• There is the risk of sensitivity to the anesthetic.

Probably the biggest issue here is the potential sensitivity to the anesthetic.

Sterilization is most often the first time a dog receives an anesthetic, and until they have been exposed, you cannot know if they will have a negative reaction.

One thing that can help you is how your Rottweiler responds to his shots. If he has a severe reaction to the vaccinations, then you should seriously consider not neutering him.

CON: Neutering Your Rottweiler Too Early Can Lead To Joint Issues

Rottweilers are a big dog breed in terms of both height and weight. Their joints have to be very strong to support their frames.

Research shows that 8 percent of intact male Rottweilers suffer from at least one joint disorder.

Research also shows that neutering a Rottweiler can increase their risk of developing problems with their joints like hip dysplasia, elbow dysplasia, and cranial cruciate ligament tears.

However, this is specifically related to early neutering.

A large dog, like a Rottweiler, grows and matures slowly in a naturally evolved design to keep the skeletal and muscular systems as healthy as possible.

One of the major contributing factors to healthy bone and muscle development are the sex hormones.

Neutering your Rottweiler within the first six months after birth can increase their chances of joint problems by as much as 10 percent.

Neutering them between six months and one year of age can increase the risk by an even more astonishing 22 percent.

Consult your veterinarian, but the best option may be to only neuter your Rottweiler when he is fully matured at eighteen to twenty-four months old.

Will Neutering Your Rottweiler Calm a Rottweiler Down?

Rottweilers are not low-energy dogs, despite their lumbering frames.

Sometimes, people do not realize just how much energy their giant puppy is going to have and how much exercise they need to stay calm.

Often people look to sterilization as a way of calming their dogs down, but this is not a viable option.

Yes, reducing the influence of testosterone can make your Rottweiler more relaxed in certain situations compared to intact dogs. But ultimately, it does not significantly influence how calm your dog is.

What you need to do is ensure that you are feeding your Rottweiler a balanced diet, give them the correct amount of exercise every day, take them for training classes, and make sure that you meet their affection needs.

These factors are far more likely to calm your Rottweiler down than neutering him will be.

Can Neutering Your Rottweiler Reduce Aggressive Behavior?

Rottweiler growling with teeth showing

You may have noticed that reducing aggressive behavior was not listed as a pro for neutering your Rottweiler. This is because the idea that sterilization mitigates aggression in dogs is complicated.

The AKC reports a study done by Dr. Benjamin Hart et al., who found that neutering only reduced aggression in twenty to thirty percent of the dogs included in the study.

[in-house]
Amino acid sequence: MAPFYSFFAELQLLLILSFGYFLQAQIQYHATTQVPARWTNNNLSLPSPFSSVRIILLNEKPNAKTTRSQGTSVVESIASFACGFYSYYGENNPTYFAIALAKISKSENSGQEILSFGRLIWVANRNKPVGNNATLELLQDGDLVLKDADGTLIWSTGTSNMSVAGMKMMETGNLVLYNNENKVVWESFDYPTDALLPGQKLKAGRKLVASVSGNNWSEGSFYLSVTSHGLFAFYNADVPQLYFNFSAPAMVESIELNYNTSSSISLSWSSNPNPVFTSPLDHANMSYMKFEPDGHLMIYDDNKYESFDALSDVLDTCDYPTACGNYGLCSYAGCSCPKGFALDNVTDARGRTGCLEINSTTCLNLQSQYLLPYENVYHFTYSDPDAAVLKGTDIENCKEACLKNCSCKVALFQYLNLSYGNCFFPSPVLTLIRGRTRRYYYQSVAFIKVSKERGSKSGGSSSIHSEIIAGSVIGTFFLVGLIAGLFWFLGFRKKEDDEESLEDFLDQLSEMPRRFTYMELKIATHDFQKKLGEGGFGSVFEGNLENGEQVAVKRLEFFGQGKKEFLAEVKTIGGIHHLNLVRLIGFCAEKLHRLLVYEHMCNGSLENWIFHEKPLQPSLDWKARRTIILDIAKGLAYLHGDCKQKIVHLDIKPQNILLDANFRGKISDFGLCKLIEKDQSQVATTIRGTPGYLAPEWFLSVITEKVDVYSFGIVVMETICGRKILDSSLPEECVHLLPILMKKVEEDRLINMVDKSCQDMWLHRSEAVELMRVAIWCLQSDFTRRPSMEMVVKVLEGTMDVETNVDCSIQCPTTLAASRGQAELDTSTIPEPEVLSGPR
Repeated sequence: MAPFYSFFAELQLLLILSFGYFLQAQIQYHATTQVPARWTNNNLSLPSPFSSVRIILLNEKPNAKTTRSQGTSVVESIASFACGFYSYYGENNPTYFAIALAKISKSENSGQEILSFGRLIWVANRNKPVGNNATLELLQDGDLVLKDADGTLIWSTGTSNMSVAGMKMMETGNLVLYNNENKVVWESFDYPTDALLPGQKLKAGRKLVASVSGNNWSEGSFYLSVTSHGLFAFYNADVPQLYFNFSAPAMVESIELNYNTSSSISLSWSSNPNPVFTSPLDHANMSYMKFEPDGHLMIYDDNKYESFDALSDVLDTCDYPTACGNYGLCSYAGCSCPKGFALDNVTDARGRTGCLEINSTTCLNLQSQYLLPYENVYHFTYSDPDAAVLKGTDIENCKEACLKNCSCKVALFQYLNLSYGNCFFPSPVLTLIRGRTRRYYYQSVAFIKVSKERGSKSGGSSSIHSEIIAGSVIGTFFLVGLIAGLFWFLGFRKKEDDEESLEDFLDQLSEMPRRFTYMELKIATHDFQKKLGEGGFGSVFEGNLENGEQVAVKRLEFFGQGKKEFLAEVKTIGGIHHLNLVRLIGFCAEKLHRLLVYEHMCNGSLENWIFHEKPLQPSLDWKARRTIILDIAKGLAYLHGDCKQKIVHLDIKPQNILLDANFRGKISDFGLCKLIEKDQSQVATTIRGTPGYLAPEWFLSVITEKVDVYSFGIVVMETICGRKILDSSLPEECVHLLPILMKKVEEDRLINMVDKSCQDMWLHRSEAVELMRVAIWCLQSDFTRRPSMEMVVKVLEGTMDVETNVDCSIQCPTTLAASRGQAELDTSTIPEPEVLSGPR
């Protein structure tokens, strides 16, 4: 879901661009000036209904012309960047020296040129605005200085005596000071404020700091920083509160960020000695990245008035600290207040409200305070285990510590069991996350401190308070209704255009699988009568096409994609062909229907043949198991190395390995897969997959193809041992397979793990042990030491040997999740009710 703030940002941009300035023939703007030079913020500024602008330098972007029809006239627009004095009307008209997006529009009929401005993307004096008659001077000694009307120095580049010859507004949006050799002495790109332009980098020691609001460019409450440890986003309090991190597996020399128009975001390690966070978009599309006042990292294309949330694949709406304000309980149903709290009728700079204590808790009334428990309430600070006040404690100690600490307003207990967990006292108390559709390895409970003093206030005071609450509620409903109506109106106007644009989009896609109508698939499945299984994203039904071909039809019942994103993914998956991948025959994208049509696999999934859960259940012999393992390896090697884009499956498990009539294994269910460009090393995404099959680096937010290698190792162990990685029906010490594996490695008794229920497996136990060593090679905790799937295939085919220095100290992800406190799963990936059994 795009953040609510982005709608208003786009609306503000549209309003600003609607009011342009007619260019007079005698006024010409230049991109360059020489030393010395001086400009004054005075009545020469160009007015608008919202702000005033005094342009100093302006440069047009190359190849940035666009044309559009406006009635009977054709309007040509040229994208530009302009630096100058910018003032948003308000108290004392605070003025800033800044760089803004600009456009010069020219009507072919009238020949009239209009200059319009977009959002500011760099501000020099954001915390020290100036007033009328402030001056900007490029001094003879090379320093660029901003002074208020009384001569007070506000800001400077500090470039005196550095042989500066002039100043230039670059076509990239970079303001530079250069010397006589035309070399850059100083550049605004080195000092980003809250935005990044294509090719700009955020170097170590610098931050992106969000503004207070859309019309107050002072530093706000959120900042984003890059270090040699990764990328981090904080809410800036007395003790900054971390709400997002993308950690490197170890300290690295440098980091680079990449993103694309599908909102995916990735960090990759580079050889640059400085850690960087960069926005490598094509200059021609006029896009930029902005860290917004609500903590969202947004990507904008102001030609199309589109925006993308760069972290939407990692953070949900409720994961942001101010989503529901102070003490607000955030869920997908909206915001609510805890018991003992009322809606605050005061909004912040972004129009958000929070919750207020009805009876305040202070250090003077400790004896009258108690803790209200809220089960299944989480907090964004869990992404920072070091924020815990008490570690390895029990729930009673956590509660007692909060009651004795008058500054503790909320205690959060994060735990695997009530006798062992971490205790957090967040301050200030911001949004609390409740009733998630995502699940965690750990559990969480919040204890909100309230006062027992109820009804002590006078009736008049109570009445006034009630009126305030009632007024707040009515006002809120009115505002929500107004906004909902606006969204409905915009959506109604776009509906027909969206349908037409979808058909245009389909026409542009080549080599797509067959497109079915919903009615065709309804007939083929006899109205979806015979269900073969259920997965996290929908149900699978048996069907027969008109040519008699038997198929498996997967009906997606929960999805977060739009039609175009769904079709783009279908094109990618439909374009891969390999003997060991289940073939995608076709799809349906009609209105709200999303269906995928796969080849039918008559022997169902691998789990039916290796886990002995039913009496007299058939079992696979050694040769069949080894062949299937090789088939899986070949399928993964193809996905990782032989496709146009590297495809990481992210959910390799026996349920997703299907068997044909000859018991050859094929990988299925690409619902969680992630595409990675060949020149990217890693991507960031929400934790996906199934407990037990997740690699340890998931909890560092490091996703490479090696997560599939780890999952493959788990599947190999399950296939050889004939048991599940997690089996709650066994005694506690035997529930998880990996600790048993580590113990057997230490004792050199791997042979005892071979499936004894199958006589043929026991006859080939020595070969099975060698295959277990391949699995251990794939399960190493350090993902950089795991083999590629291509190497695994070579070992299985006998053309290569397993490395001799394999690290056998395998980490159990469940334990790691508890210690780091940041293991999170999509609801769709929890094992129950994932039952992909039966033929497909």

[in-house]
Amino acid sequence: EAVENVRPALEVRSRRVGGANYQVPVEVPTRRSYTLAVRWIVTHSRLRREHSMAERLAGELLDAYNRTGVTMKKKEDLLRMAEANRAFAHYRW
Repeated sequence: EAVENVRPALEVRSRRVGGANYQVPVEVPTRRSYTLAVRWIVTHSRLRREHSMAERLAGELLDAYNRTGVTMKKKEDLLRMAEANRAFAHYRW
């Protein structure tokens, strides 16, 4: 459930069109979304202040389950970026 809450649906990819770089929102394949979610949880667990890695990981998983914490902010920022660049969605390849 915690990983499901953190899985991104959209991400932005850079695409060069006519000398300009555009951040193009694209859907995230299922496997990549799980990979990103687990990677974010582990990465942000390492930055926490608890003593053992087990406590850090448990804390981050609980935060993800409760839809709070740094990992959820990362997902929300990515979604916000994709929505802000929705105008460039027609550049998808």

Some forms of aggression, such as same-sex aggression or dog-dog aggression, are more likely to be mitigated by neutering your Rottweiler.

This is because these behaviors are linked at least partially to territorialism and dominance, which are, in turn, influenced by the levels of a male Rottweiler’s hormones.

Territorialism and competing for dominance are absolutely traits that neutered dogs can still display, but they are usually displayed to a lesser extent than in Rottweilers who have not been neutered.

Same-sex and dog-dog aggression, as well as fear aggression, can also be relatively successfully addressed with socialization and training.

However, some Rottweilers display undue and generalized aggression, which is not a normal trait for a Rottweiler. Rottweilers should be confident and protective, but they are not supposed to be problematically aggressive.

If they are unduly aggressive, it is often a genetic temperament flaw that neutering will not improve.

Although some people do recommend neutering a Rottweiler with an aggression issue. Not to reduce the aggressive behavior, but rather to ensure that the genes are not passed on.

Remember that breeding aggressive Rottweilers is one of the reasons why these lovely dogs have such a bad reputation.

Final Thoughts

Research currently indicates that neutered dogs live longer than intact dogs, but this is just an overall point in favor of neutering, and it certainly does not apply to every single dog.

When deciding on whether you should neuter your Rottweiler or not, you need to consider all the benefits and drawbacks because some might matter more to you than others.

Additionally, some factors might matter more to you than they do to other people, so nobody else can make this decision for you.

However, you should definitely speak to a trusted veterinary professional to help you understand all of the current research.

Hunter Reed

I've owned and trained German Shepherds and a variety of other large and medium breed dogs for over 20 years now - Labradors, Rottweilers, Dobermans, Pit Bull Terriers - just to name a few. Myself, along with my team of highly experienced canine professionals, strive to bring you the best and most useful information to help you raise your dog the right way. Read my story here.